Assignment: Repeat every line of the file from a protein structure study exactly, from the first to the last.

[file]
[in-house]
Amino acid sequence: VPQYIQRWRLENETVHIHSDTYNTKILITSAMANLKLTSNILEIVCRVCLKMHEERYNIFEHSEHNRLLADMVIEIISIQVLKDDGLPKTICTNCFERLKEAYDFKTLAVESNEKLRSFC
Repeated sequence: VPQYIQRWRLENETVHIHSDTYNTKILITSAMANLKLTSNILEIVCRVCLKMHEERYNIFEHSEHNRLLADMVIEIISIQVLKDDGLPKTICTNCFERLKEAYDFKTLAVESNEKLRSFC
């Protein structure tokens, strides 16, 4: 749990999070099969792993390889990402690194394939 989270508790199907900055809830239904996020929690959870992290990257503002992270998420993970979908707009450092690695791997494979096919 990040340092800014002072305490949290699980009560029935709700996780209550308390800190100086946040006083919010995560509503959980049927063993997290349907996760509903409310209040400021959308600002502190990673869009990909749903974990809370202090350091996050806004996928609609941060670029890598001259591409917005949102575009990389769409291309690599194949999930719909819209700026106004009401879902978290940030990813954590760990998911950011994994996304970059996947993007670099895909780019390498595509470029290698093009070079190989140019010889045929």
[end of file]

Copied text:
[in-house]
Amino acid sequence: VPQYIQRWRLENETVHIHSDTYNTKILITSAMANLKLTSNILEIVCRVCLKMHEERYNIFEHSEHNRLLADMVIEIISIQVLKDDGLPKTICTNCFERLKEAYDFKTLAVESNEKLRSFC
Repeated sequence: VPQYIQRWRLENETVHIHSDTYNTKILITSAMANLKLTSNILEIVCRVCLKMHEERYNIFEHSEHNRLLADMVIEIISIQVLKDDGLPKTICTNCFERLKEAYDFKTLAVESNEKLRSFC
């Protein structure tokens, strides 16, 4: 749990999070099969792993390889990402690194394939 989270508790199907900055809830239904996020929690959870992290990257503002992270998420993970979908707009450092690695791997494979096919 990040340092800014002072305490949290699980009560029935709700996780209550308390800190100086946040006083919010995560509503959980049927063993997290349907996760509903409310209040400021959308600002502190990673869009990909749903974990809370202090350091996050806004996928609609941060670029890598001259591409917005949102575009990389769409291309690599194949999930719909819209700026106004009401879902978290940030990813954590760990998911950011994994996304970059996947993007670099895909780019390498595509470029290698093009070079190989140019010889045929």